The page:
Tips on how to get a successful I-485 adjustment of status
Author: Green Card Lawyer Alena Shautsova
NYC Immigration lawyer Alena Shautsova helps immigrants to determine their eligibility for adjustment of status in the United States, as well as to fight for their cases if their filings were rejected or denied. If a person is “adjustable” is a legal and factual issue. The law and regulations are changing practically daily and a person may be “adjustable” in one state of the United States, but not in the other. At times, a person will have to “go to court” to prove his/her eligibility for adjustment of status. It is an extremely complex area of the United States Immigration law, and our New York Immigration attorneys are here to help.
An I-485 form is used to register for or adjust to permanent residence status in the United States or “to receive a green card.” This form is one of the most expensive to file (currently it is $1225). It is important to verify your eligibility for adjustment of status before submitting it to USCIS: currently, USCIS adopted a new policy that if a person is denied certain immigration benefits he/she will be placed in removal proceedings. As such, erroneous submission for a green card may cause you to be placed in deportation proceedings. You have to make sure that the form’s edition is current. You also need to know which attachments are necessary at the time of the filing as the requirements are constantly changing. For example, with the implementation of the public charge rule, many I 485 must be accompanied by I 944 forms. A person who is filing for adjustment of status based on a grandfathering provision, also must attach certain supplements, and so on.
The first question to ask yourself is: do you have a basis for the green card?
If you desire to get a green card in the United States, it is almost for sure that you will need an I-485 to be filed with or after a petition that is served as a basis for your adjustment is approved. At times, you can do a concurrent filing. At times, the basis for the green card must be approved first (for example, I 360 Special Immigrant religious worker case).
To file I -485 based on family or employment petition, there has to be an immediately available immigrant visa number based on an approved immigrant petition in which case the relevant form (l-130/ I -140, etc. was filed previously and its priority date is current); or I -485 form will be filed with a completed family relative petition (I-130), SIJ based on an approved I 360 ( special immigrant juvenile petition), or SIM (special immigrant military petition).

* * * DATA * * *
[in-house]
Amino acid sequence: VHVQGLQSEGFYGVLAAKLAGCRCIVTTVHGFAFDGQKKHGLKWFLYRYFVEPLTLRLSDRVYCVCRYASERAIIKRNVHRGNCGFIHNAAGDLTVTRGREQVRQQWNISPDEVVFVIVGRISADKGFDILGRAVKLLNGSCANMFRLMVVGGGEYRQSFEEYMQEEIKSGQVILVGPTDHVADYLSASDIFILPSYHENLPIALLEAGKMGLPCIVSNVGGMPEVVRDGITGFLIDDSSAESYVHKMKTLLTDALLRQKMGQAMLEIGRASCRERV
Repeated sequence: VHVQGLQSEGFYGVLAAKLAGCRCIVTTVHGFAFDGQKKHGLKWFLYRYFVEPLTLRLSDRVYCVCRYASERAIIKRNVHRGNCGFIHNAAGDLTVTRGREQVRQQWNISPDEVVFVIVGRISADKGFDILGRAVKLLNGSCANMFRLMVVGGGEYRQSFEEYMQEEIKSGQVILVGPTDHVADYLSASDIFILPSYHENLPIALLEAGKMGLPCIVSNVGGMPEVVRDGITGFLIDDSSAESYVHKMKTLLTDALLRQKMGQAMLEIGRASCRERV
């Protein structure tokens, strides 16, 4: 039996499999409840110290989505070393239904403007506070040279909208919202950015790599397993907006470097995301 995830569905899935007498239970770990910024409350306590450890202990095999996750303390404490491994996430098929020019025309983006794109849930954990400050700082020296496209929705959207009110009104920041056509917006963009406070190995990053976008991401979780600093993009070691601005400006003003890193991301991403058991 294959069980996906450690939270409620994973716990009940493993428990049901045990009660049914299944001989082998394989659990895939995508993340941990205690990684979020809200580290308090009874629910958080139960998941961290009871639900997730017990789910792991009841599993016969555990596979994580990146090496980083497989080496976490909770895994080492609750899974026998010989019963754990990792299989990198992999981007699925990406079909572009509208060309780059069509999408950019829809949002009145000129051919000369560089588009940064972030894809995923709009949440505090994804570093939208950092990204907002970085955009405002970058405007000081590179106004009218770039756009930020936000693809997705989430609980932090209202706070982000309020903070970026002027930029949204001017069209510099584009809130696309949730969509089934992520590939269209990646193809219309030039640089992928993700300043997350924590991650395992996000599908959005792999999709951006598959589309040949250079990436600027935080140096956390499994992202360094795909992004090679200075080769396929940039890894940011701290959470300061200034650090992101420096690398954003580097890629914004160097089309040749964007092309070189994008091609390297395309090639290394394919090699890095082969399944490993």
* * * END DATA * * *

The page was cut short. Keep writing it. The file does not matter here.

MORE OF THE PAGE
The other common and more complex categories of immigrants eligible for filing an I-485 will be:
- Spouse or child of an applicant who is also adjusting status based on an immigrant petition;
- Fiancé of a US citizen;
- Asylee or Refugee.
And the rarest cases for filing of I 485 form would be due to the nature of the eligibility requirements:
- Cuban citizenship or nationality;
- Continuous residence in the US since before January 1, 1972;
- Applying to change the date on which your permanent residence began (Cuban nationals or spouses/unmarried children of Cuban nationals only);
- Priority date not current but still valid.
Another important question to ask: do you need to prove a “legal” entry for your adjustment and do you have such proof?
Legal entry is not required for all types of adjustments. It is required however, for family and employment-based adjustment, unless you are using a grandfathering 245i exception or you are a VAWA applicant. A “legal” entry means that you can prove that you were inspected and admitted or inspected and paroled. Parole should be accepted as valid proof of your legibility to adjustment, but at times, USCIS argues it is not accepted. When “legal” entry is not needed? The most common categories for which “legal” entry is not required are VAWA and SIJ applicants. Asylum and refugee status holders, as well as U, T and S visa holders do not need to worry about it as well. In fact a person who was granted a U status while in the United States, was “admitted and inspected” when the U status was granted. This is an important point because such admission has legal consequences in case the U visa holder runs into immigration trouble down the line.
Watch this video regarding how to prove legal entry
U Visa Adjustment
Adjustment of U visa holders and their dependents and derivatives is a separate, very interesting topic. I would separate U visa dependents into two groups: those you qualified and had a U visa derivative status and those who did not.
In order to include a derivative, the relationship between the derivative and principal must have existed when the U principal filed and continue to exist until the petition is adjudicated. A derivative may adjust until the U principal adjusts.